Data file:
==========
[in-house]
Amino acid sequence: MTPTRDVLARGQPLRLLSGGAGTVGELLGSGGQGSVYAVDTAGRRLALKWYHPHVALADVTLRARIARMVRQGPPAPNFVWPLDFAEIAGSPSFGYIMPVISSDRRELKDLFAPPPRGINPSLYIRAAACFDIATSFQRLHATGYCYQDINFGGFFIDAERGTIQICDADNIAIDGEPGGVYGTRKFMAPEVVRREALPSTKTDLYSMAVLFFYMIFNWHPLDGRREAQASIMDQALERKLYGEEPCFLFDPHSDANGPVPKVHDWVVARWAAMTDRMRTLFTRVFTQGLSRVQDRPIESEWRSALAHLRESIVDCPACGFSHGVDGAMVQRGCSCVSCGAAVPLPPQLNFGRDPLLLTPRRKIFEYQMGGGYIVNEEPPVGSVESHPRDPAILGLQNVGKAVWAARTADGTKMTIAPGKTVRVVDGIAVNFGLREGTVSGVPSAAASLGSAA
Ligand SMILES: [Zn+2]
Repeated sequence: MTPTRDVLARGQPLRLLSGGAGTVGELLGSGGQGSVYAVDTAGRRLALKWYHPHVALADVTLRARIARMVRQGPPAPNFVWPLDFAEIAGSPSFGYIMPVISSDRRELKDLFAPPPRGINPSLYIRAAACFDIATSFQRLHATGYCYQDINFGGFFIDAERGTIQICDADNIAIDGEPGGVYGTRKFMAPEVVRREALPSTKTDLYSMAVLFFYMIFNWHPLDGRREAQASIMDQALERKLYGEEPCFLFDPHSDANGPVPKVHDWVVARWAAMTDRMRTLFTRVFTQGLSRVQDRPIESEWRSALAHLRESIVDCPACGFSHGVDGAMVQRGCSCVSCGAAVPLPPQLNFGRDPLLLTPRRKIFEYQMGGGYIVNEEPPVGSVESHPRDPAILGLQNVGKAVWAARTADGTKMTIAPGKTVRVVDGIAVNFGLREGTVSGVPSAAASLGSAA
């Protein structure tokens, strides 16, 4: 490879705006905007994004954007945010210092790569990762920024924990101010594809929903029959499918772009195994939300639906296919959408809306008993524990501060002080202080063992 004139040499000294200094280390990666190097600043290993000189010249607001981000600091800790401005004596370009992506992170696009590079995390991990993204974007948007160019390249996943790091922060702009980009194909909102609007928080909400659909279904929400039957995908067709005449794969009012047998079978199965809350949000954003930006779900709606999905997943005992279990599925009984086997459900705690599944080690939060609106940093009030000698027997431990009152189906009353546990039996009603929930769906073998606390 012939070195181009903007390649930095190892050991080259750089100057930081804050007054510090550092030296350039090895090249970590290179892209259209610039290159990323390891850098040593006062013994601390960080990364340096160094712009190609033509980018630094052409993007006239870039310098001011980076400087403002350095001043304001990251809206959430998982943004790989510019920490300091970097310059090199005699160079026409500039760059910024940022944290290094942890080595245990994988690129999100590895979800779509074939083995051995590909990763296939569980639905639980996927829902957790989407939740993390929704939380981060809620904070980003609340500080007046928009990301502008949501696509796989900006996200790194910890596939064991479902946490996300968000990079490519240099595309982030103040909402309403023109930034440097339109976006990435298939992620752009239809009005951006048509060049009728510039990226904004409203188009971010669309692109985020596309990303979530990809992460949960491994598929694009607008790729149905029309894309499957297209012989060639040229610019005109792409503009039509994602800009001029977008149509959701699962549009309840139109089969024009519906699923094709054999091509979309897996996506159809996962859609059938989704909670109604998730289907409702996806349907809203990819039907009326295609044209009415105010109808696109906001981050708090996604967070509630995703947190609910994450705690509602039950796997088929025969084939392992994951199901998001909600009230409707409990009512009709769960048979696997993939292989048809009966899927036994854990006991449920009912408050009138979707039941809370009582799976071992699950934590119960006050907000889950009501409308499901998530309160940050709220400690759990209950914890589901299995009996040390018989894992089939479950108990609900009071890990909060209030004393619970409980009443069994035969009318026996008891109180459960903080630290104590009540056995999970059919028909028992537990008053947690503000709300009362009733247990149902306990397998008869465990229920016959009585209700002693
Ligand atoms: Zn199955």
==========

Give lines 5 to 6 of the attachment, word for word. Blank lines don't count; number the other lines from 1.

């Protein structure tokens, strides 16, 4: 490879705006905007994004954007945010210092790569990762920024924990101010594809929903029959499918772009195994939300639906296919959408809306008993524990501060002080202080063992 004139040499000294200094280390990666190097600043290993000189010249607001981000600091800790401005004596370009992506992170696009590079995390991990993204974007948007160019390249996943790091922060702009980009194909909102609007928080909400659909279904929400039957995908067709005449794969009012047998079978199965809350949000954003930006779900709606999905997943005992279990599925009984086997459900705690599944080690939060609106940093009030000698027997431990009152189906009353546990039996009603929930769906073998606390 012939070195181009903007390649930095190892050991080259750089100057930081804050007054510090550092030296350039090895090249970590290179892209259209610039290159990323390891850098040593006062013994601390960080990364340096160094712009190609033509980018630094052409993007006239870039310098001011980076400087403002350095001043304001990251809206959430998982943004790989510019920490300091970097310059090199005699160079026409500039760059910024940022944290290094942890080595245990994988690129999100590895979800779509074939083995051995590909990763296939569980639905639980996927829902957790989407939740993390929704939380981060809620904070980003609340500080007046928009990301502008949501696509796989900006996200790194910890596939064991479902946490996300968000990079490519240099595309982030103040909402309403023109930034440097339109976006990435298939992620752009239809009005951006048509060049009728510039990226904004409203188009971010669309692109985020596309990303979530990809992460949960491994598929694009607008790729149905029309894309499957297209012989060639040229610019005109792409503009039509994602800009001029977008149509959701699962549009309840139109089969024009519906699923094709054999091509979309897996996506159809996962859609059938989704909670109604998730289907409702996806349907809203990819039907009326295609044209009415105010109808696109906001981050708090996604967070509630995703947190609910994450705690509602039950796997088929025969084939392992994951199901998001909600009230409707409990009512009709769960048979696997993939292989048809009966899927036994854990006991449920009912408050009138979707039941809370009582799976071992699950934590119960006050907000889950009501409308499901998530309160940050709220400690759990209950914890589901299995009996040390018989894992089939479950108990609900009071890990909060209030004393619970409980009443069994035969009318026996008891109180459960903080630290104590009540056995999970059919028909028992537990008053947690503000709300009362009733247990149902306990397998008869465990229920016959009585209700002693
Ligand atoms: Zn199955």